Michael Morse is the biggest off-season signing for the San Francisco Giants. The right-handed utitility man has only been a member of the Giants organization for a few weeks, but his presence in the 2014 line-up is already highly anticipated.
“He’s gonna be the guy that obviously can swing the bat pretty much anywhere in the park,” starter Matt Cain said. “and that’s always big. I think he adds another threat to that line-up.”
Morse was signed by San Francisco on December 12 to a one-year contract. Despite coming up as a shortstop, he’s mostly played in the outfield throughout his career. Morse will anchor the left field spot for the Giants in 2014, allowing Gregor Blanco to come off the bench as a fourth outfielder, although Morse’s new team is eager to test his defensive depth.
“I wonder if he can still play shortstop,” Cain laughs.
A wrist injury sidelined Morse last year in Baltimore, but throughout his career he owns a .281 average with 83 home runs and 272 RBIS in nine major league seasons. His raw power and long swing instantly bring a pop to a Giants line-up that hit the second-fewest home runs in baseball in 2013. His teammates are already looking forward to the effect that his swing will have on opposing teams.
“It’s a huge impact,” fellow outfielder Hunter Pence stated. “Looking at the line-up with him in there, there’s just a long line where the pitcher has to be focused and can’t make a mistake because there’s a lot of power potential. He’s definitely a big bat, a big presence, and he does change the frame of this ballclub in a big way.”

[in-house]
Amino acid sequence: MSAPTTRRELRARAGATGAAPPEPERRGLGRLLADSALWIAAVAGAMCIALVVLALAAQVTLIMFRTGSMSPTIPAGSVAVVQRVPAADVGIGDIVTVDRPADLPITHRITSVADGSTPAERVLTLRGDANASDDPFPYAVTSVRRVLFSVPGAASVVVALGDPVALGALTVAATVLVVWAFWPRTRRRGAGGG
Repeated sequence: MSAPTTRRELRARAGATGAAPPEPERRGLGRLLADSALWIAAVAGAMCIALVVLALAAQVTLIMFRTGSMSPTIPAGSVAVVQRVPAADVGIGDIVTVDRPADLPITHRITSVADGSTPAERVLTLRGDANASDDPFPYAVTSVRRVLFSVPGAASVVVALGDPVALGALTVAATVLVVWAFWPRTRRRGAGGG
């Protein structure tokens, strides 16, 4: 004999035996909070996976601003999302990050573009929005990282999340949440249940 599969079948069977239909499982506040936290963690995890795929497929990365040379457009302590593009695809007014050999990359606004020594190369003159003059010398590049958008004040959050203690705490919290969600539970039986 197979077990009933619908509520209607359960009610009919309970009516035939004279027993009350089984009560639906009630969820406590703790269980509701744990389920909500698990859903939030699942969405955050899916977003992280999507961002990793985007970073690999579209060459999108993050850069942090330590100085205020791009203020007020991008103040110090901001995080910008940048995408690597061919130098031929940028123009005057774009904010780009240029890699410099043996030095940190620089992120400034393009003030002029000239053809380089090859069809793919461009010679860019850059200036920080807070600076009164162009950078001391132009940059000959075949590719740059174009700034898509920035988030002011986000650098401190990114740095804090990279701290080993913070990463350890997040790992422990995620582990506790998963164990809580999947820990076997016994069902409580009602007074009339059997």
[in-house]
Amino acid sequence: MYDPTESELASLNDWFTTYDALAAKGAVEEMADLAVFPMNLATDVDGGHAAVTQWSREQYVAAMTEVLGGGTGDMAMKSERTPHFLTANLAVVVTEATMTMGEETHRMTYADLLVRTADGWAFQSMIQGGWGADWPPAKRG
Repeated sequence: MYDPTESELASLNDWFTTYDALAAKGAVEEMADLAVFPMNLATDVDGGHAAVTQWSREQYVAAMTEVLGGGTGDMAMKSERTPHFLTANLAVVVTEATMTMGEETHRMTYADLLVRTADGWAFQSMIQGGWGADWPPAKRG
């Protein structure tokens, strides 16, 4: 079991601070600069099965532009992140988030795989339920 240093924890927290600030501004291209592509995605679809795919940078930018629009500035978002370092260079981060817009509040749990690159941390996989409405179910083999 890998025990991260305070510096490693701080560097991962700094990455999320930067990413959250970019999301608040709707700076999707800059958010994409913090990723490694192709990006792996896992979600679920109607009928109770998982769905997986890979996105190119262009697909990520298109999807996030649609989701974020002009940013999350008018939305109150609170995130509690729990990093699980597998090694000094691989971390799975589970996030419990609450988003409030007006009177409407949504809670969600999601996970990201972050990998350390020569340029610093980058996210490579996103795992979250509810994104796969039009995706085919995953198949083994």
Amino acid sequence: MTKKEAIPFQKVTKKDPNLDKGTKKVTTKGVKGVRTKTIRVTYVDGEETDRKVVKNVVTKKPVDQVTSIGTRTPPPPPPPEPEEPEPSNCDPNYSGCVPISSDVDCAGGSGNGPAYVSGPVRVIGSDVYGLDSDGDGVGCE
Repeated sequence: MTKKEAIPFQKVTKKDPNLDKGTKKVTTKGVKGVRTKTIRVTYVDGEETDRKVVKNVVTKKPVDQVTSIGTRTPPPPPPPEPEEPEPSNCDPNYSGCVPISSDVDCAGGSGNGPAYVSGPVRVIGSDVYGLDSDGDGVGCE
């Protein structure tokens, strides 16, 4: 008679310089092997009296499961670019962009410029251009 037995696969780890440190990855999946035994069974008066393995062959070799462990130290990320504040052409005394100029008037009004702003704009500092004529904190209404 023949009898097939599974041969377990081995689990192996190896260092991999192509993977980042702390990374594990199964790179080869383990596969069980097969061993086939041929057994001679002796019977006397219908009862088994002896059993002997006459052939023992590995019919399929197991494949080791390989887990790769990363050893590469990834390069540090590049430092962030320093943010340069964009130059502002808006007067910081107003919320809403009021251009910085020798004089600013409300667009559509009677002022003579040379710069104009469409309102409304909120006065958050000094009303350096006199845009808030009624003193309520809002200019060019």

And while it’s already presented manager Bruce Bochy with some questions about the batting order, Bochy seems ok with it.
“It’s nice to have this – it’s not a problem – but this depth in your line-up to where somebody’s gonna be hitting seventh who’s not accustomed to it; That means you’re pretty good, and you should score some more runs.”
While Bochy is excited to manage Morse into the every day line-up, Morse says that Bochy was a huge factor in his decision to come to San Francisco.
“Bochy’s a players manager. He believes in the player, trusts in the player, and fights for the player.”
And just to make sure he endears himself to the entire Giants organization, Morse is quick to add, ‘It’s a professional organization. They’ve got professional fans and a professional front office. And I just love the manager.”
It seems that the feeling is mutual.